Fata Morganag: The Mirage Effect

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Sometimes people go to the the desert and they see things that are not actually there, such as a water hole, or an oasis. Centuries back, there have even been accounts of travelers seeing entire towers in the distance, as if they had been transferred miles away from where they actually were. Mysteriously, if anyone approached closer, the objects would disappear or even keep moving farther away into the distance. This phenomenon has completely boggled wanderers for a long time. Now, in this modern era, there is newfound research on this completely natural phenomenon. It is called the mirage effect. The mirage effect can be explained like this: when the air above the ground (or water) is warmer than the actual surface temperature, or vice versa,…show more content…
This mirage has a very old history that goes back to Arthurian times in Camelot. The Fata Morgana is named after King Arthur’s half sister, Morgan le Fay. She was supposedly a fairy or a sorceress who could create images of castles or land in midair. In Arthurian legends, the mirages bewitched sailors and led them to their deaths. Le Fay gets all the credit, but it is not actually her who puts these magical looking images into the air. The Fata Morgana mirage is much like the Novaya Zemlya mirage because they both use the curvature of the Earth, but it is very complex and changes fast. These compressed, stretched, inverted and erect images are often seen in the Strait of Messina. The Fata Morgana mirages are usually two or three different images and they can change in a matter of seconds. These images can be anything, even entire cities. This mirage, because it is superior, places the transported images higher than the real object. A Fata Morgana is not limited to Sicily (where le Fay was said to have used her sorcery) and they can be witnessed on land, at sea, in polar regions, or in desert…show more content…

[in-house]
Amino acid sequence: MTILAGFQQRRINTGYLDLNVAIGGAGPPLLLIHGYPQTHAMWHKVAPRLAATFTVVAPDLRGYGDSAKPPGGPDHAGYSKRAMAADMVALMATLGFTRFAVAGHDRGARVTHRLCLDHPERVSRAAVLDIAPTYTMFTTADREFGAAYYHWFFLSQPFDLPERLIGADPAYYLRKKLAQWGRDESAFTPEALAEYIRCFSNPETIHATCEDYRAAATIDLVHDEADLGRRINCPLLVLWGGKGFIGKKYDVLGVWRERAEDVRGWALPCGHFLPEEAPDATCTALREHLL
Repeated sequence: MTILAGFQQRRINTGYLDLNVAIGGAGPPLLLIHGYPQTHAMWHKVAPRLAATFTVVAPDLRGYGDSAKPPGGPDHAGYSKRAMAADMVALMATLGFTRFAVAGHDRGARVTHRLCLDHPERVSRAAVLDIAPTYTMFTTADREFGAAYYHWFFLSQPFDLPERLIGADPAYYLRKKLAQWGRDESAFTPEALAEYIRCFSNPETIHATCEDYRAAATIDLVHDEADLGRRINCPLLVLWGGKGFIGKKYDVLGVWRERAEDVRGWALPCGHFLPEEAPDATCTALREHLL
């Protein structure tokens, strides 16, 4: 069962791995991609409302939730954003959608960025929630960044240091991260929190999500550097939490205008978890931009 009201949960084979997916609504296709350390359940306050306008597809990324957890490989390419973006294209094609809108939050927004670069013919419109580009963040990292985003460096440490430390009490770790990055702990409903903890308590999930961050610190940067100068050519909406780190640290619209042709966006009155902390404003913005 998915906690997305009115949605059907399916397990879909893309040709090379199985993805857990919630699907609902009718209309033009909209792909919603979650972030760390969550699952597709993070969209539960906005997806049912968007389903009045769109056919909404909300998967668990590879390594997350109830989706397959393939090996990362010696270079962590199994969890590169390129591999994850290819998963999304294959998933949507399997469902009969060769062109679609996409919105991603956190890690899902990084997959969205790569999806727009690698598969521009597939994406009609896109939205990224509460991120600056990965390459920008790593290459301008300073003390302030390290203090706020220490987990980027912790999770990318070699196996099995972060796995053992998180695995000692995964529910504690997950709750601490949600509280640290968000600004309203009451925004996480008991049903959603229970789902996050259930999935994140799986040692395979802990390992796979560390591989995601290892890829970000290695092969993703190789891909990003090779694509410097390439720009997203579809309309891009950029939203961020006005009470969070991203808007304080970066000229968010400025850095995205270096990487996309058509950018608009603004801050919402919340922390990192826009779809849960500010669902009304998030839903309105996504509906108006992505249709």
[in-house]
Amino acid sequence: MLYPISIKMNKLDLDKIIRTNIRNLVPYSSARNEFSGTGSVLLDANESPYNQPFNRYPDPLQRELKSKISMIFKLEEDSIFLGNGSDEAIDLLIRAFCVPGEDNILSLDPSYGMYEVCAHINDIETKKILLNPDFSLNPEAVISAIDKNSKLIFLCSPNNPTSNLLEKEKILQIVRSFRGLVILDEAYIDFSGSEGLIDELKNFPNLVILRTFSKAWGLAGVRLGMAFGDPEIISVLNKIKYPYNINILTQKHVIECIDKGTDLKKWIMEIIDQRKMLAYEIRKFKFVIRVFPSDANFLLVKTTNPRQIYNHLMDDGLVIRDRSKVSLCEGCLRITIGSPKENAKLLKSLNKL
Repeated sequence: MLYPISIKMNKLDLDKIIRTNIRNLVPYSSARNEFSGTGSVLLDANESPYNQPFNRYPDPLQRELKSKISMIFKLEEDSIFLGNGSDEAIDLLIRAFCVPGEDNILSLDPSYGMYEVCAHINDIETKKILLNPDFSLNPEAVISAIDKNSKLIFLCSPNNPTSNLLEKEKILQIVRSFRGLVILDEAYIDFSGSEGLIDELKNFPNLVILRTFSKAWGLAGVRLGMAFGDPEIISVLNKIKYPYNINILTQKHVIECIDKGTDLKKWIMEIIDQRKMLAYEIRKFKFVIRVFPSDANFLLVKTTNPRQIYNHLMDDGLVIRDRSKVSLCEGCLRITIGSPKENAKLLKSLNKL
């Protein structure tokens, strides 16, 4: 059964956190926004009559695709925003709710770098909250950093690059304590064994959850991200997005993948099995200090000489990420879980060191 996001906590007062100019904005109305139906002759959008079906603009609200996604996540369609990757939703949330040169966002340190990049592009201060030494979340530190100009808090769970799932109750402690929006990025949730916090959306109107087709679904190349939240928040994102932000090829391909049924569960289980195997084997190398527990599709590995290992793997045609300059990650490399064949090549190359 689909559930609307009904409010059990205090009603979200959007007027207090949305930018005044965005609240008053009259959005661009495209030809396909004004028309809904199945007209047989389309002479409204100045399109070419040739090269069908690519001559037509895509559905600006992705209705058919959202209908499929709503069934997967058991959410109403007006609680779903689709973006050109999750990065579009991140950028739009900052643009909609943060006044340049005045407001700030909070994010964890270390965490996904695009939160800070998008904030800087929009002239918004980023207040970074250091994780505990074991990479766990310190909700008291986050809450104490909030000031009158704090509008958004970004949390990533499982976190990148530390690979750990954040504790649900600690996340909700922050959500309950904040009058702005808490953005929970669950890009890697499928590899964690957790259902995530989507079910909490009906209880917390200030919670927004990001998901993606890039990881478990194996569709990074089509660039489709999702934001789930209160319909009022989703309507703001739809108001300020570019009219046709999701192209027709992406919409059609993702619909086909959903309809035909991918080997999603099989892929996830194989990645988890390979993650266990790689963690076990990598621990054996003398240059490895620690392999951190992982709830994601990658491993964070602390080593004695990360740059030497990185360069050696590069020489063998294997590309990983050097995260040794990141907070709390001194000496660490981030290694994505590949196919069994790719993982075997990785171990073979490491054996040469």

Some assume, that since mirages are just an illusion, they cannot be captured in a picture. A mirage photographer explains, “A mirage happens when a bunch of rays of light take a detour on the way to your eyes -- or your camera. When you look down a blacktop highway, and see a pool of water in the distance, you understand the "water" you see is an illusion. The light rays that create that image, however, are real. Your eye can see them, and your camera can record them.” (The Mirage Observer). The way the light bends and displaces objects can be seen through a lense, as well. Cameras, much like human eyes and brains, do not account for

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